George Howland was born on November 7, 1781 in the Long Plain section of what is now Acushnet. The Howlands had been among the earliest settlers in Old Dartmouth and George had numerous relatives in the area. At the age of 16 he began his career as an apprentice in the office of William Rotch Jr., one of the three leading New Bedford whaling merchants and shipping agents of the day. He began building his career by investing in the ventures of other merchants and buying small shares in local ships. He acquired a 6/32 share in the ship "George" in 1802 and by 1803 had become principal owner of that ship holding a 5/8 share. He later acquired or had built for the merchant trade the "Robert Barclay", "Savage", "Elizabeth", "Ann Alexander", "Howland", "George and Susan", and the "Hope". For many years George Howland's ships carried freight and cargoes from New Bedford, New York City, and Norfolk to a number of European ports including Dublin, Liverpool, Cadiz, Leghorn, Archangel, etc. and imported a variety of items, so it is not surprising to find him writing about "our Atlantic market" in his letterbooks. George Howland was successful despite the challenges to shipping imposed by the Napoleonic Wars, the Jefferson Embargo, and the War of 1812.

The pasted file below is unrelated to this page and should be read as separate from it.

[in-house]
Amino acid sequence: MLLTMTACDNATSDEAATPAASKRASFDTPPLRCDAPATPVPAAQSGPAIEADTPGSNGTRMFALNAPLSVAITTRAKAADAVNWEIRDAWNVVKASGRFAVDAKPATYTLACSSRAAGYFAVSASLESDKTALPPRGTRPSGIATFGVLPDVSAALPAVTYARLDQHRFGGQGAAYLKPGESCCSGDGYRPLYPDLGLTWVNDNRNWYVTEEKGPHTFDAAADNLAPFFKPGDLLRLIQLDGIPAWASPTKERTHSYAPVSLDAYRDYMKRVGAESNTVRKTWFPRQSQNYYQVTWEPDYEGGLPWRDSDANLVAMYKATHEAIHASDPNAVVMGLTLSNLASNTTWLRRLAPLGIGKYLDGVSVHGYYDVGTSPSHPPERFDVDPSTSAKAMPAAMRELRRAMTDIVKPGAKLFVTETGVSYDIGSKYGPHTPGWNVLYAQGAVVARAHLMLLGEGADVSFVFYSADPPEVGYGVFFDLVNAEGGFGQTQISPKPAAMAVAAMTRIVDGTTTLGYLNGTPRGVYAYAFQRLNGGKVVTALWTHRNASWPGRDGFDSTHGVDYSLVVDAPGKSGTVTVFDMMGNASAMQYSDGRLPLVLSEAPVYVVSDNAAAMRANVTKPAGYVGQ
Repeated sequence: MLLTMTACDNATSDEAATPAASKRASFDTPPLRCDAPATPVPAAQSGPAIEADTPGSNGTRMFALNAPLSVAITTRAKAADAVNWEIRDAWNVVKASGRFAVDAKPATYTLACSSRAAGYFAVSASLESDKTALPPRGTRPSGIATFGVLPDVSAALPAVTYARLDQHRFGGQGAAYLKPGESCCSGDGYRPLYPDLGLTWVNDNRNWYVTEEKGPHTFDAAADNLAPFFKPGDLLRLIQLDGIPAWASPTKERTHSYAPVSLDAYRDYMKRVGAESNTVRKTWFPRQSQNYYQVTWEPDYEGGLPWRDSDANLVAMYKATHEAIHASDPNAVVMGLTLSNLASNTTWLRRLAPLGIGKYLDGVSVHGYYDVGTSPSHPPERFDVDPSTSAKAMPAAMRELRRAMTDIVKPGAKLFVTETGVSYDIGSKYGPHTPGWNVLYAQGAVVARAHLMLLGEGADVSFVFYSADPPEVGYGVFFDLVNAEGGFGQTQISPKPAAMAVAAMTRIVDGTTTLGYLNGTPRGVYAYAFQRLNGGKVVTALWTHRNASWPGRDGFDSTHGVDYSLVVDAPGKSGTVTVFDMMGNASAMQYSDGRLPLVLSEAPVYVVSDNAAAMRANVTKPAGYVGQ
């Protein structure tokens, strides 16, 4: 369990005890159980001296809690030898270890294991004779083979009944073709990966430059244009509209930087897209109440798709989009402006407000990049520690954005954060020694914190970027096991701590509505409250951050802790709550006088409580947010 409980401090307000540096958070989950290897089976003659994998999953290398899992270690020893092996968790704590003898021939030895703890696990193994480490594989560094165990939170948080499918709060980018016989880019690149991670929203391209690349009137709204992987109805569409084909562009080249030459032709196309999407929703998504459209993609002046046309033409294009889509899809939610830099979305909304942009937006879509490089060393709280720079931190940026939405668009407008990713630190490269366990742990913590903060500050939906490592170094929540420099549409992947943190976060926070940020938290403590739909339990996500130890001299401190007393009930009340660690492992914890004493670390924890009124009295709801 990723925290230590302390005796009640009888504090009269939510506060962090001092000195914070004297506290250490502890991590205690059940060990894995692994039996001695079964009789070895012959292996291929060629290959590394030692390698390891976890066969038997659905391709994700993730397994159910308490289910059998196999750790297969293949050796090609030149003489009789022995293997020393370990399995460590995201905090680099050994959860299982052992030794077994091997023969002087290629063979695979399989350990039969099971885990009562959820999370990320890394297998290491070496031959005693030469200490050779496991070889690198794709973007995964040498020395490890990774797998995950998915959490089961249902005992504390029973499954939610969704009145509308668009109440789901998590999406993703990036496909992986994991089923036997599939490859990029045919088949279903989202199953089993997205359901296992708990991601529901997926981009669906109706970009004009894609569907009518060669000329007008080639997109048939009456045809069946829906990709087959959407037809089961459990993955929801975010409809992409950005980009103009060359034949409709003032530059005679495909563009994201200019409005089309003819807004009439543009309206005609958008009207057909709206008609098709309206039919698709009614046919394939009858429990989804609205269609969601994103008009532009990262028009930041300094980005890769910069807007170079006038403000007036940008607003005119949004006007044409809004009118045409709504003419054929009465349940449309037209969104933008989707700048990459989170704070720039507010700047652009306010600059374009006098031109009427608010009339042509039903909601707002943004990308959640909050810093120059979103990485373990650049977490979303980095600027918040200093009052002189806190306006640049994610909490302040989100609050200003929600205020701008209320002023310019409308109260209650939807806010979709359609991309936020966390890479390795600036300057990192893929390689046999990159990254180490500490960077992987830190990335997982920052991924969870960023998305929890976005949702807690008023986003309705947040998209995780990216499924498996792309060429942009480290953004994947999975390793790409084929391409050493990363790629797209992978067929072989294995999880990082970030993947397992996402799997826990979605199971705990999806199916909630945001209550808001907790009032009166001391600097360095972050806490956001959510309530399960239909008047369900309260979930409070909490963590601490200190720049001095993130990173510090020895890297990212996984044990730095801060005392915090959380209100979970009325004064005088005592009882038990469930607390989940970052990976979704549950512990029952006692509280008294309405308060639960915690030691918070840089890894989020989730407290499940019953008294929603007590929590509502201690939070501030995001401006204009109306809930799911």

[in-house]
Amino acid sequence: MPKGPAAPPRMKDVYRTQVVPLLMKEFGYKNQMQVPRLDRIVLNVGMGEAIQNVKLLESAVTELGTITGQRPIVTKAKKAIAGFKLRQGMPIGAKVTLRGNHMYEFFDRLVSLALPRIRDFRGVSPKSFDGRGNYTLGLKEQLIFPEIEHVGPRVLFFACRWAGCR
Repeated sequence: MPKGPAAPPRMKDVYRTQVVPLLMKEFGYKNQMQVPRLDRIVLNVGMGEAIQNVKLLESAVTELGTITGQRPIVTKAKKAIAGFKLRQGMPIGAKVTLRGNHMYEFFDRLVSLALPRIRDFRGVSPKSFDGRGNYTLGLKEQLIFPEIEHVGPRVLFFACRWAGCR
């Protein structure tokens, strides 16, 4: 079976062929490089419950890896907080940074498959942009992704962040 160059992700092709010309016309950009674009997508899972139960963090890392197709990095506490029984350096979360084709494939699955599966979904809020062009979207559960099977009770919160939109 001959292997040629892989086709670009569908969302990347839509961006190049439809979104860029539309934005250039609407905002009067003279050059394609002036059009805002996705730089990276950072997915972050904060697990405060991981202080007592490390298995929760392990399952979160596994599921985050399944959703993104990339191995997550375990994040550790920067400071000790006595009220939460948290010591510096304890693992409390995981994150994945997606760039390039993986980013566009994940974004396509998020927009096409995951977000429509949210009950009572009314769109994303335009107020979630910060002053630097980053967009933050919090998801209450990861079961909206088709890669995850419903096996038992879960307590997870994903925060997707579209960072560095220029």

In 1817 George Howland began sending ships on whaling voyages. Some were converted from merchant use, others selected specifically for whaling. His whaling vessels included the "George and Susan", "Golconda", "Ann Alexander", "Hope", "Cortes", "Java", "George Howland", "Rousseau", and "Corinthian". George Howland continued to send cargoes of oil to Europe, especially to Bremen and Rotterdam; he imported Swedish iron as well as English-made try pots, which he sold to other merchants in the whaling industry. He also sent oil and candles to his American agents in Boston, New York, Philadelphia and Baltimore.
In addition to his shipping and whaling activities, George Howland had other interests. He was the principal owner of the Weweantit Iron Company in Wareham. He was on the board of Directors of the New Bedford and Taunton Rail Road Company during the 1840s.
After George Howland Jr. and Matthew Howland joined their father's shipping and whaling business, the firm became known as George Howland and Sons. George Howland died on May 5, 1852. At the time of his death, his estate, which had a net value of $615,000, included 9 whaling vessels with a book value of about $300,000 and a replacement value that could have been close to $1,000,000.
New Bedford Whaling Museum
Ivan Sache, 9 December 2019